Cardiovascular diseases remain the leading cause of death worldwide; hence there is an increasing focus on developing physiologically relevant in vitro cardiovascular tissue models suitable for studying personalized medicine and pre-clinical tests. Despite recent advances, models that reproduce both tissue complexity and maturation are still limited. We have established a scaffold-free protocol to generate multicellular, beating human cardiac microtissues in vitro from hiPSCs-namely human organotypic cardiac microtissues (hOCMTs)-that show some degree of self-organization and can be cultured for long term. This is achieved by the differentiation of hiPSC in 2D monolayer culture towards cardiovascular lineage, followed by further aggregation on low-attachment culture dishes in 3D. The generated hOCMTs contain multiple cell types that physiologically compose the heart and beat without external stimuli for more than 100 days. We have shown that 3D hOCMTs display improved cardiac specification, survival and metabolic maturation as compared to standard monolayer cardiac differentiation. We also confirmed the functionality of hOCMTs by their response to cardioactive drugs in long-term culture. Furthermore, we demonstrated that they could be used to study chemotherapy-induced cardiotoxicity. Due to showing a tendency for self-organization, cellular heterogeneity, and functionality in our 3D microtissues over extended culture time, we could also confirm these constructs as human cardiac organoids (hCOs). This study could help to develop more physiologically-relevant cardiac tissue models, and represent a powerful platform for future translational research in cardiovascular biology.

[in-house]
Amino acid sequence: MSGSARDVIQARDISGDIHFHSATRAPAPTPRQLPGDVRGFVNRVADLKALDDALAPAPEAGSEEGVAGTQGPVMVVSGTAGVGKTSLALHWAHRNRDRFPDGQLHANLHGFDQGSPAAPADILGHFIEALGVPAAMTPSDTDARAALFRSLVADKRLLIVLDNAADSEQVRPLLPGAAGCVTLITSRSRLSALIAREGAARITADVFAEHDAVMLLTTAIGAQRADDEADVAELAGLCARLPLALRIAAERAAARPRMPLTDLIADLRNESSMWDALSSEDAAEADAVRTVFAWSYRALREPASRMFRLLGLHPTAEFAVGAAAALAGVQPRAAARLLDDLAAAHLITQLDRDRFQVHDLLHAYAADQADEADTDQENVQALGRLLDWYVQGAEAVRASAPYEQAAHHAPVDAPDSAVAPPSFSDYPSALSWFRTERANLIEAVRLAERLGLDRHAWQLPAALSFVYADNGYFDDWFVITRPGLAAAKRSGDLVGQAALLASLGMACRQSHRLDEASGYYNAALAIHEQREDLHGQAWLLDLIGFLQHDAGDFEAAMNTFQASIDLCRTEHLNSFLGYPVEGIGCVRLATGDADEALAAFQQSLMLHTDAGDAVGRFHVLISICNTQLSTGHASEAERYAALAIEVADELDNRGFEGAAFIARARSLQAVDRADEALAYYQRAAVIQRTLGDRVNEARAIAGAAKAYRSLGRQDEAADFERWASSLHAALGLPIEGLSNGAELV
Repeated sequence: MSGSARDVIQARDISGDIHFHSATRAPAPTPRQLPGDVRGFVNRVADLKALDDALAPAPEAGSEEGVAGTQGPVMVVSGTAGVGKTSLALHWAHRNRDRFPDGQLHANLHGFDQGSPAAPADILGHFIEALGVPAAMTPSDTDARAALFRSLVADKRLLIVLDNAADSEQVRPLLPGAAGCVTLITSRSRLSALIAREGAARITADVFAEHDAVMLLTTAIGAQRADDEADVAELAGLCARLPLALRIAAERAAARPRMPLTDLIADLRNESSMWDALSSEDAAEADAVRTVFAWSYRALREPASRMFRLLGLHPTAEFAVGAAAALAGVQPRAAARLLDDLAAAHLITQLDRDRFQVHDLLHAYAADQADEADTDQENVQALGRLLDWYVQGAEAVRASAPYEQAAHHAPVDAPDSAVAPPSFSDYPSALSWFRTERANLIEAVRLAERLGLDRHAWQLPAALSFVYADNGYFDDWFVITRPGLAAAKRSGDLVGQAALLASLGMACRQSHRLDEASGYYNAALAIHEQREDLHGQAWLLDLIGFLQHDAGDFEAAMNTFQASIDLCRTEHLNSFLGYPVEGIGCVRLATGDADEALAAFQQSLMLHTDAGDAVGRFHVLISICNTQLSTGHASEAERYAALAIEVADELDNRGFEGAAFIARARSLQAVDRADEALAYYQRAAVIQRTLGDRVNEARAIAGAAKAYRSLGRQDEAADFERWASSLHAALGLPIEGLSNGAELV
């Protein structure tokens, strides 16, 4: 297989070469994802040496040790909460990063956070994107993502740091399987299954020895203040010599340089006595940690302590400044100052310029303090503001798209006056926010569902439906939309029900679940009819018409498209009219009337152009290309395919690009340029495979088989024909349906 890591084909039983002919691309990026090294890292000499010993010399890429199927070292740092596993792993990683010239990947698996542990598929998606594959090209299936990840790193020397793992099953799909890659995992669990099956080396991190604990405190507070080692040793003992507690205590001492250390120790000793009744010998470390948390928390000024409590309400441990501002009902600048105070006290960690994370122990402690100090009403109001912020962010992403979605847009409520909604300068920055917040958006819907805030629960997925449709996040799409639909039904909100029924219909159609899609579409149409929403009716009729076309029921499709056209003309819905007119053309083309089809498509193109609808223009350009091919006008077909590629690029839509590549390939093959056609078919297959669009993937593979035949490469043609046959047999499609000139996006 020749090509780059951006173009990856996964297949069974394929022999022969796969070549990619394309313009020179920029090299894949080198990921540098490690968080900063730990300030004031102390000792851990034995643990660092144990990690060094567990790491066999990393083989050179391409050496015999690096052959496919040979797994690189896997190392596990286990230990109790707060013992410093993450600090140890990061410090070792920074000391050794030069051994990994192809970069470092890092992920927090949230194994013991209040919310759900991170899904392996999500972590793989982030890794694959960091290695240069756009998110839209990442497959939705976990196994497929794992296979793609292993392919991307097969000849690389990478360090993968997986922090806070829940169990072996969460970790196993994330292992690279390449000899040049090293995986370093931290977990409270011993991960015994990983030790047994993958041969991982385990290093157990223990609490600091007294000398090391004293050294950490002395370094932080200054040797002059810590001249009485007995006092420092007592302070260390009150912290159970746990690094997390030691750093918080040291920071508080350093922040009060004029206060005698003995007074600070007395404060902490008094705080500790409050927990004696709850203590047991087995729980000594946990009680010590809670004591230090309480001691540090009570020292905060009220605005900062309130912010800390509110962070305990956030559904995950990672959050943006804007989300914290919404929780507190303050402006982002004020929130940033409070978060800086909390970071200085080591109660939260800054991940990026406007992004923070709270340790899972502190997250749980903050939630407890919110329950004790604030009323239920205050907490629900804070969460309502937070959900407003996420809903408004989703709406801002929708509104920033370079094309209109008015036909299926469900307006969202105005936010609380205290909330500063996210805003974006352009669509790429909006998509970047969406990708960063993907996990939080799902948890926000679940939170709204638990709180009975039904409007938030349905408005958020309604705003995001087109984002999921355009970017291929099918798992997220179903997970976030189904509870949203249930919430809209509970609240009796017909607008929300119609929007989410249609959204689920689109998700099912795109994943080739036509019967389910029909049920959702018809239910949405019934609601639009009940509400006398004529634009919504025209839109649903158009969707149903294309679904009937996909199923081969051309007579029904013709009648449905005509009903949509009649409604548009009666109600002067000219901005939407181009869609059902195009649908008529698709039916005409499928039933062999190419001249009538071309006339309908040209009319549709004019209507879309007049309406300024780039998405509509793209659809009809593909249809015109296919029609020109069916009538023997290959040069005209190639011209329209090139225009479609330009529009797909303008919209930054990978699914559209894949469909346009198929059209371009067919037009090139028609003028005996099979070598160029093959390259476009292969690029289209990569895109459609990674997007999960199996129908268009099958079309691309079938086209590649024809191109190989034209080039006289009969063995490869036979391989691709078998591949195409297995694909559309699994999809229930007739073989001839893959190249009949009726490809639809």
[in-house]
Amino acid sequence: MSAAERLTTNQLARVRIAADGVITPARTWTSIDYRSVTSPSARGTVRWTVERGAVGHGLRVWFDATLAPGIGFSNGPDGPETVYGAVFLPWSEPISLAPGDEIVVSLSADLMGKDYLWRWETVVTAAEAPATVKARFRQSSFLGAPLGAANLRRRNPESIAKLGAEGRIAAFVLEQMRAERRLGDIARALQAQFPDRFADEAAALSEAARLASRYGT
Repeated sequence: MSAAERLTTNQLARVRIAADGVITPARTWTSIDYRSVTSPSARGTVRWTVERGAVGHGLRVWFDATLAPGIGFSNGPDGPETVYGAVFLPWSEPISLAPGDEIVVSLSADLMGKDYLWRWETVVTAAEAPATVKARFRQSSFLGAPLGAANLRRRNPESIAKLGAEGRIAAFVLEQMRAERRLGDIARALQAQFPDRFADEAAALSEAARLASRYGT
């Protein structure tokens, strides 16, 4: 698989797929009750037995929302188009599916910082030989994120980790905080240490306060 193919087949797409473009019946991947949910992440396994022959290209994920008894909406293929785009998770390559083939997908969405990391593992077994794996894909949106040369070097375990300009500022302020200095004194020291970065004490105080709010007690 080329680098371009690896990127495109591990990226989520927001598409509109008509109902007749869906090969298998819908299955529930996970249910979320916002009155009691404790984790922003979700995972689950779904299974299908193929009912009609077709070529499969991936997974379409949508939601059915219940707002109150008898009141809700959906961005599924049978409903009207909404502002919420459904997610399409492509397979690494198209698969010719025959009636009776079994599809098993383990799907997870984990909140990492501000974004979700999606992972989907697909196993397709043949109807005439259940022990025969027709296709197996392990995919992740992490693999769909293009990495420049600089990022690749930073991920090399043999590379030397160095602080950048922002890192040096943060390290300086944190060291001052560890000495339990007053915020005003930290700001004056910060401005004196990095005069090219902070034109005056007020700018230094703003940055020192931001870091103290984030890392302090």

© 2022. The Author(s).